John R. Bolton is Senior Vice President of the American Enterprise Institute. He served as an Assistant Secretary of State in the Bush Administration and as an Assistant Attorney General in the Reagan Administration.
Allegations of war crimes, genocide, and crimes against humanity have received considerable press coverage in recent years -- more than at any time since Nuremberg. Yet this is not because the incidence of such barbarities has increased. The crimes are simply brought to our attention more rapidly these days, by the media and by what Aryeh Neier calls the "international human rights movement," which has an ambitious agenda for handling such crimes.
It is this agenda that emerges most clearly from Neier's War Crimes, and not the now-familiar narrative of atrocities he presents to support it. Neier's real objective is to assert the primacy of "international law" over the nation-state, and of criminal prosecution over alternative methods of dealing with the worst offenders. For a sense of how Neier's model of international law would work, look to the recent arrest in London of General Augusto Pinochet. Describing the matter to The New York Times, Professor Diane F. Orentlicher -- one of Neier's cohorts -- said triumphantly that "crimes against humanity transcend the concerns of the countries where the abuses are committed. In theory, there should be no safe haven for world-class criminals." This language would be right at home in Neier's new book. It encapsulates the euphoric impracticality of his approach.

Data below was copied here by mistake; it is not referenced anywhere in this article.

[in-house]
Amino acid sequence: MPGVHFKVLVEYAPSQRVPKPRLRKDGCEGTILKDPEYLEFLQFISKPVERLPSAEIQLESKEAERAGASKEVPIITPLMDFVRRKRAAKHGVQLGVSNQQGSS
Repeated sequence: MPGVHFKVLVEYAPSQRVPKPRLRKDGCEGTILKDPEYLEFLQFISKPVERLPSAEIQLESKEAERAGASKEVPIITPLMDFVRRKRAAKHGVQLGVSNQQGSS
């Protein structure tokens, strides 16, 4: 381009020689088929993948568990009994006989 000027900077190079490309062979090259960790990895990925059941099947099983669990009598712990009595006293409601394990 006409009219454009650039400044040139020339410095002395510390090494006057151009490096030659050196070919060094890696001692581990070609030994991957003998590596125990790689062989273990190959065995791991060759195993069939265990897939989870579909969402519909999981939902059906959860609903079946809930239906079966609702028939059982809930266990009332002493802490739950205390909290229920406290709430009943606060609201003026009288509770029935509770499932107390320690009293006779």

SLIGHT OF HAND
In building his case for robust international law, Neier's first step is to insist on calling it "binding international law" -- the extra adjective obviously intended to carry weight. He uses "binding" to redefine what is generally called "customary international law," describing it (inaccurately) as rules that "bind a government regardless of whether it has formally ratified a treaty accepting their obligations." This notion, that states and individuals can be bound by an "international law" that they may never have consented to, has surface appeal because it sounds familiar to citizens used to living under the rule of law domestically. By exporting the terminology of national legal systems into international affairs, Neier implies that there is strong
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